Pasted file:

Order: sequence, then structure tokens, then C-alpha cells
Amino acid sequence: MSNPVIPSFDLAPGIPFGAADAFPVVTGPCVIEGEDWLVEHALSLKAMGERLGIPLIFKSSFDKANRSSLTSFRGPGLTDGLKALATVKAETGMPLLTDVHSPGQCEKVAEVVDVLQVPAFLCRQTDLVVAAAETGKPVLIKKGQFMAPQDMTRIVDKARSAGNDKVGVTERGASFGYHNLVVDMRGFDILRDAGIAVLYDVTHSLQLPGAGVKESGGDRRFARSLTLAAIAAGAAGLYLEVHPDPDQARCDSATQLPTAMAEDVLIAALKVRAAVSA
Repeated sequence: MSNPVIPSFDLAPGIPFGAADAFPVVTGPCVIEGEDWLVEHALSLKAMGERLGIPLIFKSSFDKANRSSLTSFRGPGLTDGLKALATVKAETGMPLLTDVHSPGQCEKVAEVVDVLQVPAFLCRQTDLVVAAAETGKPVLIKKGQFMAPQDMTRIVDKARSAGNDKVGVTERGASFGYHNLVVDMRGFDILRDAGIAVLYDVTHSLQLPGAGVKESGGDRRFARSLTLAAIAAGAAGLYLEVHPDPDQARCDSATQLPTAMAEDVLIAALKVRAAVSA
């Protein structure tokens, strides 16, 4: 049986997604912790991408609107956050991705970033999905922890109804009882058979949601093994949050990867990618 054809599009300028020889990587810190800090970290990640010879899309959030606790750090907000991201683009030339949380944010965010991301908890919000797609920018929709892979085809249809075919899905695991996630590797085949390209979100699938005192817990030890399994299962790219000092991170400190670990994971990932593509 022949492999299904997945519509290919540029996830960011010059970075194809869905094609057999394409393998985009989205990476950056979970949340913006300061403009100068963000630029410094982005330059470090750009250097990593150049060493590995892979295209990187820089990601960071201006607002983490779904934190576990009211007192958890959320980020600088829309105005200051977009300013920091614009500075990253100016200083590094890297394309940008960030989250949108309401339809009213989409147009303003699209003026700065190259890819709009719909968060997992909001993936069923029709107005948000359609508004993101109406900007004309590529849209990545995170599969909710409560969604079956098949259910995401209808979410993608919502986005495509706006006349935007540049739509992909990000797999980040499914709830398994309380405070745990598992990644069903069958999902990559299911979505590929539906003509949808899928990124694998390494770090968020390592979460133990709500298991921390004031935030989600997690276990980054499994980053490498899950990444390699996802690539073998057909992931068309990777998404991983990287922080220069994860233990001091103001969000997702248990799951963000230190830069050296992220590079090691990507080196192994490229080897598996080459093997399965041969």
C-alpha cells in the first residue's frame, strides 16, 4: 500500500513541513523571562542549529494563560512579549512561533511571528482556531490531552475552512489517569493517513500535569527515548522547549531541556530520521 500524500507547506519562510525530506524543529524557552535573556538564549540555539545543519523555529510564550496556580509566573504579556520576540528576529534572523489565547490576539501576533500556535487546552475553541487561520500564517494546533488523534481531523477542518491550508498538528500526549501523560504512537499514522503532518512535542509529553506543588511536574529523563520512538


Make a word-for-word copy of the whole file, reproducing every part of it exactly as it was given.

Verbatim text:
Order: sequence, then structure tokens, then C-alpha cells
Amino acid sequence: MSNPVIPSFDLAPGIPFGAADAFPVVTGPCVIEGEDWLVEHALSLKAMGERLGIPLIFKSSFDKANRSSLTSFRGPGLTDGLKALATVKAETGMPLLTDVHSPGQCEKVAEVVDVLQVPAFLCRQTDLVVAAAETGKPVLIKKGQFMAPQDMTRIVDKARSAGNDKVGVTERGASFGYHNLVVDMRGFDILRDAGIAVLYDVTHSLQLPGAGVKESGGDRRFARSLTLAAIAAGAAGLYLEVHPDPDQARCDSATQLPTAMAEDVLIAALKVRAAVSA
Repeated sequence: MSNPVIPSFDLAPGIPFGAADAFPVVTGPCVIEGEDWLVEHALSLKAMGERLGIPLIFKSSFDKANRSSLTSFRGPGLTDGLKALATVKAETGMPLLTDVHSPGQCEKVAEVVDVLQVPAFLCRQTDLVVAAAETGKPVLIKKGQFMAPQDMTRIVDKARSAGNDKVGVTERGASFGYHNLVVDMRGFDILRDAGIAVLYDVTHSLQLPGAGVKESGGDRRFARSLTLAAIAAGAAGLYLEVHPDPDQARCDSATQLPTAMAEDVLIAALKVRAAVSA
């Protein structure tokens, strides 16, 4: 049986997604912790991408609107956050991705970033999905922890109804009882058979949601093994949050990867990618 054809599009300028020889990587810190800090970290990640010879899309959030606790750090907000991201683009030339949380944010965010991301908890919000797609920018929709892979085809249809075919899905695991996630590797085949390209979100699938005192817990030890399994299962790219000092991170400190670990994971990932593509 022949492999299904997945519509290919540029996830960011010059970075194809869905094609057999394409393998985009989205990476950056979970949340913006300061403009100068963000630029410094982005330059470090750009250097990593150049060493590995892979295209990187820089990601960071201006607002983490779904934190576990009211007192958890959320980020600088829309105005200051977009300013920091614009500075990253100016200083590094890297394309940008960030989250949108309401339809009213989409147009303003699209003026700065190259890819709009719909968060997992909001993936069923029709107005948000359609508004993101109406900007004309590529849209990545995170599969909710409560969604079956098949259910995401209808979410993608919502986005495509706006006349935007540049739509992909990000797999980040499914709830398994309380405070745990598992990644069903069958999902990559299911979505590929539906003509949808899928990124694998390494770090968020390592979460133990709500298991921390004031935030989600997690276990980054499994980053490498899950990444390699996802690539073998057909992931068309990777998404991983990287922080220069994860233990001091103001969000997702248990799951963000230190830069050296992220590079090691990507080196192994490229080897598996080459093997399965041969």
C-alpha cells in the first residue's frame, strides 16, 4: 500500500513541513523571562542549529494563560512579549512561533511571528482556531490531552475552512489517569493517513500535569527515548522547549531541556530520521 500524500507547506519562510525530506524543529524557552535573556538564549540555539545543519523555529510564550496556580509566573504579556520576540528576529534572523489565547490576539501576533500556535487546552475553541487561520500564517494546533488523534481531523477542518491550508498538528500526549501523560504512537499514522503532518512535542509529553506543588511536574529523563520512538